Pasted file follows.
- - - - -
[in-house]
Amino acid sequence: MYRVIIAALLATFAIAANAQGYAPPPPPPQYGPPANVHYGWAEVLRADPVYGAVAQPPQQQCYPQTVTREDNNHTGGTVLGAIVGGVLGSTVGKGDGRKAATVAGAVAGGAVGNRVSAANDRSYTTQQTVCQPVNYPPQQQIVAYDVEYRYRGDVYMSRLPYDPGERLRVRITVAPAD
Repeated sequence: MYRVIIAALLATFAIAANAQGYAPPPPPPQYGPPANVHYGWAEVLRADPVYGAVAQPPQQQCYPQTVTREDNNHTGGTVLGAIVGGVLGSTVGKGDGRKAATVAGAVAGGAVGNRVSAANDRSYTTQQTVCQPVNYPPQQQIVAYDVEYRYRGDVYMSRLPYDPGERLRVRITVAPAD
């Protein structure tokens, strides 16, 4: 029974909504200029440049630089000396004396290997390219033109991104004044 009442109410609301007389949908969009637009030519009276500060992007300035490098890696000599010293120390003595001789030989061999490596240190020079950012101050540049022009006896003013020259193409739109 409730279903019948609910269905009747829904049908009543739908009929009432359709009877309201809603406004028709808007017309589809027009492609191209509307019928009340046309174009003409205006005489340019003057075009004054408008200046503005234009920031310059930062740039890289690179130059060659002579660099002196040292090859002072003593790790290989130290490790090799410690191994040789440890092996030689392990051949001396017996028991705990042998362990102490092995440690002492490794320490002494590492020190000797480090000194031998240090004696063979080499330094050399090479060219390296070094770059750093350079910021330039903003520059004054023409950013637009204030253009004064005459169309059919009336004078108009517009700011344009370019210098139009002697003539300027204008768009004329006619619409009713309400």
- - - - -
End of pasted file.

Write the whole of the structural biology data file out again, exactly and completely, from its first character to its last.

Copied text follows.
[in-house]
Amino acid sequence: MYRVIIAALLATFAIAANAQGYAPPPPPPQYGPPANVHYGWAEVLRADPVYGAVAQPPQQQCYPQTVTREDNNHTGGTVLGAIVGGVLGSTVGKGDGRKAATVAGAVAGGAVGNRVSAANDRSYTTQQTVCQPVNYPPQQQIVAYDVEYRYRGDVYMSRLPYDPGERLRVRITVAPAD
Repeated sequence: MYRVIIAALLATFAIAANAQGYAPPPPPPQYGPPANVHYGWAEVLRADPVYGAVAQPPQQQCYPQTVTREDNNHTGGTVLGAIVGGVLGSTVGKGDGRKAATVAGAVAGGAVGNRVSAANDRSYTTQQTVCQPVNYPPQQQIVAYDVEYRYRGDVYMSRLPYDPGERLRVRITVAPAD
């Protein structure tokens, strides 16, 4: 029974909504200029440049630089000396004396290997390219033109991104004044 009442109410609301007389949908969009637009030519009276500060992007300035490098890696000599010293120390003595001789030989061999490596240190020079950012101050540049022009006896003013020259193409739109 409730279903019948609910269905009747829904049908009543739908009929009432359709009877309201809603406004028709808007017309589809027009492609191209509307019928009340046309174009003409205006005489340019003057075009004054408008200046503005234009920031310059930062740039890289690179130059060659002579660099002196040292090859002072003593790790290989130290490790090799410690191994040789440890092996030689392990051949001396017996028991705990042998362990102490092995440690002492490794320490002494590492020190000797480090000194031998240090004696063979080499330094050399090479060219390296070094770059750093350079910021330039903003520059004054023409950013637009204030253009004064005459169309059919009336004078108009517009700011344009370019210098139009002697003539300027204008768009004329006619619409009713309400």